WASHINGTON – Lots of people celebrated after the US government announced this week that it will reopen its land border for Canadian leisure travelers. Among them were Canadian wannabe day trips hoping to shop across borders, have dinner or sightseeing in places like Niagara Falls, NY. Perhaps even more ecstatic were restaurateurs, retailers, and other entrepreneurs in American border communities who have lacked such travelers: The New York Times reported Thursday that New Yorkers in the state of New York “could not be happier” with the news.
They may want to hold the celebration.
There are some fine print in border policy that can keep many Canadians at home (and I’m not talking about COVID-19 prices in the US which still has Canada as a travel warning). Even fully vaccinated Canadians who are determined to visit can be blocked, or the journey complicated, by two unique problems.
One is the acceptance at the border of mixed dose vaccinations — usually one dose of AstraZeneca and another either Pfizer or Moderna — that has been approved in Canada but not in the United States. soon.
The second is the requirement for a negative COVID-19 test result to re-enter Canada, a Canadian border policy that may remain an obstacle for some time.
First mixed doses. My brother and sister, who live in Toronto and may want to visit me in Washington, had mixed doses. My editor had mixed doses. Right under four million other Canadians received mixed doses. But US authorities say they are still considering whether these people are considered fully vaccinated. The US Centers for Disease Control says they have not seen enough evidence for the effectiveness of mixing vaccines, although a feasibility study by Dr. Anthony Faucis National Institutes of Health published online Wednesday shown mix-and-match vaccination boost shots provide “robust” immune responses that may be stronger than from another dose of the same vaccine. Earlier international studies has seemed to show strong reactions to mixed doses.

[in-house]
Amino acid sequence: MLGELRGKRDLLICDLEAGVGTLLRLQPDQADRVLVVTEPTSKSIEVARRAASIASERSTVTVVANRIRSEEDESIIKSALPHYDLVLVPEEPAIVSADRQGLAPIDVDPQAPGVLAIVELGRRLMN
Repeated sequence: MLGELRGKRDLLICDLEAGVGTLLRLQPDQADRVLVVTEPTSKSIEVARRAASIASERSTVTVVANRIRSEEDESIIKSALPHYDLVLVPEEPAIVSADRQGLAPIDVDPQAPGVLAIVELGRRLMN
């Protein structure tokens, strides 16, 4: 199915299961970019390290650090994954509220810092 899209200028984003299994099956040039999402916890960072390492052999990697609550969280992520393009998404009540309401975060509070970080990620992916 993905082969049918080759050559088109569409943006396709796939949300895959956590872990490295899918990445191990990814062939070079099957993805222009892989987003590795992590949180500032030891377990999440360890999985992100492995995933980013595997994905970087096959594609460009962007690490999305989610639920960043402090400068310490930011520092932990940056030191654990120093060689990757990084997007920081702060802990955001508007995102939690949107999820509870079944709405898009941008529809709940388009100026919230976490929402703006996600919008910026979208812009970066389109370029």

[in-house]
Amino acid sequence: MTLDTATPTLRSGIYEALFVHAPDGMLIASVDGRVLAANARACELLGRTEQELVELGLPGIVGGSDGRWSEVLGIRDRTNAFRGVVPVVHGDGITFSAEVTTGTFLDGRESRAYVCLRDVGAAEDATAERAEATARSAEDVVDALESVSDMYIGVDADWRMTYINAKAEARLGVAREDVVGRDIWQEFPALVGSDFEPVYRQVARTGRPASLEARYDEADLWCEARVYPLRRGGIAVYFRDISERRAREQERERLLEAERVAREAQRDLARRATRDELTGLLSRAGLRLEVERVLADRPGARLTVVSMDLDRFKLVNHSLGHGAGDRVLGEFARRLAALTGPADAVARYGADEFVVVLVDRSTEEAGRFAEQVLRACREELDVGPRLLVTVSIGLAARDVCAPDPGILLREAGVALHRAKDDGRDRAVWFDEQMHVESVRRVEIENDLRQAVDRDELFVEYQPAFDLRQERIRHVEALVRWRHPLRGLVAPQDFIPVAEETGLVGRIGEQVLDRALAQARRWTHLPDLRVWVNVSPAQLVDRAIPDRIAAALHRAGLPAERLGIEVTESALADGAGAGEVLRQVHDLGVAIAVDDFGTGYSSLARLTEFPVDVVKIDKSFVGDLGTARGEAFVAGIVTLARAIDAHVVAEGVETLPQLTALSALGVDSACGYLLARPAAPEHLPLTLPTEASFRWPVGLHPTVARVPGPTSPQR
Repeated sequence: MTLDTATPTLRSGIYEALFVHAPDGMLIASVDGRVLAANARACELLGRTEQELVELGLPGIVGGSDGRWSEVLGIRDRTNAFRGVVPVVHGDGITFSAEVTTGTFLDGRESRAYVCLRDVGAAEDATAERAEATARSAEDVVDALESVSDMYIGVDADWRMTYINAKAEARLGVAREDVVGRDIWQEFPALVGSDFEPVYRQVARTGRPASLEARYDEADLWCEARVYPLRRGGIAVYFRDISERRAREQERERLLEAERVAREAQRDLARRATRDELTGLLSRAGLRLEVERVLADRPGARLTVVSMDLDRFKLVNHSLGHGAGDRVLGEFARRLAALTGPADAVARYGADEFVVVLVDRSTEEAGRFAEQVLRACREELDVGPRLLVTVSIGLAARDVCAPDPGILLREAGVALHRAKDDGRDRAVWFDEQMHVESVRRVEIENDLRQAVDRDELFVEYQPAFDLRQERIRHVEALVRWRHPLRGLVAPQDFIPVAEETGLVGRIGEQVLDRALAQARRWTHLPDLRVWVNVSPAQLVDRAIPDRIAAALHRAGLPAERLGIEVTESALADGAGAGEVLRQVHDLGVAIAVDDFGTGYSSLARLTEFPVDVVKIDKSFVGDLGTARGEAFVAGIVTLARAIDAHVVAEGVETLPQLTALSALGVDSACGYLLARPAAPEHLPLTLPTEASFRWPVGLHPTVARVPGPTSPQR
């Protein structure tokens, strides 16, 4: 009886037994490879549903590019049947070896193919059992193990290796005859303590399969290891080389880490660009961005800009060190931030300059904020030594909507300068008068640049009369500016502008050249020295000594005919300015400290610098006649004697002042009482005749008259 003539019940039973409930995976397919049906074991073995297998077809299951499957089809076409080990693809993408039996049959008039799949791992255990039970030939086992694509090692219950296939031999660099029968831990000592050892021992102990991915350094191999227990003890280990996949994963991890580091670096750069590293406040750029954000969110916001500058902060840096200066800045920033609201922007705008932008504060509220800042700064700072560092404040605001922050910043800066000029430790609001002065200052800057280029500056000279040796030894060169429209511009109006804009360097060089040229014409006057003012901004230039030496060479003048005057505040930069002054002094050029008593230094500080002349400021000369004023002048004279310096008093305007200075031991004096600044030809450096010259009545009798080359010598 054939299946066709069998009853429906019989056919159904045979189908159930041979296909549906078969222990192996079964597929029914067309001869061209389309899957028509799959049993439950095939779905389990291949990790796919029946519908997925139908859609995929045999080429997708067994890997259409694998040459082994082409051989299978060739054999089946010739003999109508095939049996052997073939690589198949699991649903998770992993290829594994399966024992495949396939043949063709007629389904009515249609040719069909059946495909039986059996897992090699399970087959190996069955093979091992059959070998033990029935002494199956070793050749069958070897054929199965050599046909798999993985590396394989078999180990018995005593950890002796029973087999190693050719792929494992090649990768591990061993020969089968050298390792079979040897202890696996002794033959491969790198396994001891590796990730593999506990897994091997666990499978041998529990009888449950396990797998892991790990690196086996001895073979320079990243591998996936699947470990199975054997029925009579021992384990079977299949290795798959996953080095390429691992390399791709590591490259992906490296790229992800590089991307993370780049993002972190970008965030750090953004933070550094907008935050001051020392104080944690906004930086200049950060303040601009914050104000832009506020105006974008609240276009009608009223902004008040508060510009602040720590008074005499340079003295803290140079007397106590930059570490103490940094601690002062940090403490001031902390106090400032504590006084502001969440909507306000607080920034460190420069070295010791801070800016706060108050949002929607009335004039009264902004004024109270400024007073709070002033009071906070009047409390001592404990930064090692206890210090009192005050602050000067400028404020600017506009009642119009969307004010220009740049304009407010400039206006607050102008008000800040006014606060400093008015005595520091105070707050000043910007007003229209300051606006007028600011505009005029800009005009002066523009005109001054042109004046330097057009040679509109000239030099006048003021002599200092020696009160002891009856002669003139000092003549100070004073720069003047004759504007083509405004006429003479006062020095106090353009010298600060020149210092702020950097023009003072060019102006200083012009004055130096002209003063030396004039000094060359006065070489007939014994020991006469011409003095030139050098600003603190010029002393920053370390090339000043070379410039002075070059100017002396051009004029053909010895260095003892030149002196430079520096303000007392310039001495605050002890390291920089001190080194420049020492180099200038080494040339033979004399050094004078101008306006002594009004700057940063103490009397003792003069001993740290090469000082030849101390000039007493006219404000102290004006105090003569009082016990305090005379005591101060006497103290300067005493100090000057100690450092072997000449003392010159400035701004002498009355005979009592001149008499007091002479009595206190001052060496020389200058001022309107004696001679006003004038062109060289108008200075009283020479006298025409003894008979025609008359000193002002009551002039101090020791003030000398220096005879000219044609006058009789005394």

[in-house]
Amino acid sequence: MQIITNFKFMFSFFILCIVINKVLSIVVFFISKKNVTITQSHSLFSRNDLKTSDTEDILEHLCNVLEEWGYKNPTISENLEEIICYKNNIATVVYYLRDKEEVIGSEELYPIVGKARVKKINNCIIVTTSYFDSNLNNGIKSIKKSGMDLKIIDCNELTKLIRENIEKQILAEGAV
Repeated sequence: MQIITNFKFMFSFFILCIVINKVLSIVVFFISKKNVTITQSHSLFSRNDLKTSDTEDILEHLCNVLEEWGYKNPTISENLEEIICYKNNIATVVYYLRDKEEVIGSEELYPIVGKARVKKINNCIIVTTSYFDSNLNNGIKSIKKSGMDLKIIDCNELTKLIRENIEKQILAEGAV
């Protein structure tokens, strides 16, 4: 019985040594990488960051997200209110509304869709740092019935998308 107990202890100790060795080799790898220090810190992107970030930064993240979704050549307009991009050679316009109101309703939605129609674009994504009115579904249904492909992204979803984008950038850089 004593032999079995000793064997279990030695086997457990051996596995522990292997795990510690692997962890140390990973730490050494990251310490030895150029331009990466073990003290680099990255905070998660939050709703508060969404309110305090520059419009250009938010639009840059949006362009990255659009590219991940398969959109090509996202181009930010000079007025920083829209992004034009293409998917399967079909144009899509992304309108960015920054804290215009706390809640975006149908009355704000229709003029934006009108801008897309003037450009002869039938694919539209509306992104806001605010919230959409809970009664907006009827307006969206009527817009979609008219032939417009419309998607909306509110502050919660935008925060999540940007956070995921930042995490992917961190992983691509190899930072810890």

US Food and Drug Administration officials is now considering a number of vaccination issues, including new research on mixed-dose vaccinations. Should the United States decide not to allow it, the Canadian government would then have to decide whether to allow third-dose boosters for Canadians with mixed vaccines who want to travel to the United States.
Second, there is a need for a negative result from a PCR test taken within 72 hours to re-enter Canada. This is a complication for anyone traveling across the border from the United States — and has been one for air travelers all along — but it can be a major obstacle for cross-border customers or other day-trippers.
The question is that these tests can be prohibitively expensive. While PCR tests with a 72-hour turnaround are usually free for US residents, they cost about $ 75 (all figures US) for Canadians. Quick tests of the kind you need if you were on an overnight trip or day trip are significantly more than that: at a Buffalo location, a test that offers results in 24 hours costs $ 160, and tests that return results in one hour are $ 225. It can cause a family of four to return from an afternoon visit to the American side of Niagara Falls on the hook for more than $ 1000 Canadian in test fees.
That inconvenience and cost can deter quite a few of the visitors that border town businesses are desperate to welcome back. Think of the case with only grocery store in Point Roberts, a small municipality in the state of Washington that is completely surrounded by Canadian land in British Columbia, which is usually dependent on Canadian customers to stay afloat. No one will pay hundreds of dollars and wait hours for a test just so they can buy eggs and milk in their favorite store.
As Public Safety Secretary Bill Blair helpfully pointed out on Wednesday, there is a loophole: Canadians who make short trips can be tested in Canada before going and use that test result for their re-entry – as long as it is still less than 72 hours old. This seems to defeat the purpose of ensuring that Canadians do not take back a case they raised in the United States, but it has been the policy of air travelers and remains the policy of pilots.
Those who make a short trip would be good to plan ahead and be tested in Canada before leaving, unless Canadian policies requiring a test for fully vaccinated travelers change.
And there is no reason at this stage to believe that it is likely to happen soon. Deputy Prime Minister Chrystia Freeland was asked about it at a press conference in Washington on Thursday. “I’m going to travel from the United States to Canada this afternoon,” Freeland said. “I had to get a PCR test, and I’m glad I did.” While she said she would not “predict the future”, Freeland defended the test policy as a necessary precaution to control the virus in Canada. “It is an example of continued prudent and careful policy,” she said.
“The rules are the rules,” she added, “and people should expect to follow them.”
Which may mean that US border communities should not expect a wave of tourists yet, and that Canadians who travel should expect to plan in advance (and budget) for the test requirements. At least those Canadians whose vaccinations qualify them to enter the United States in the first place. Right now, it’s hard to know exactly how many Canadians expect it to be.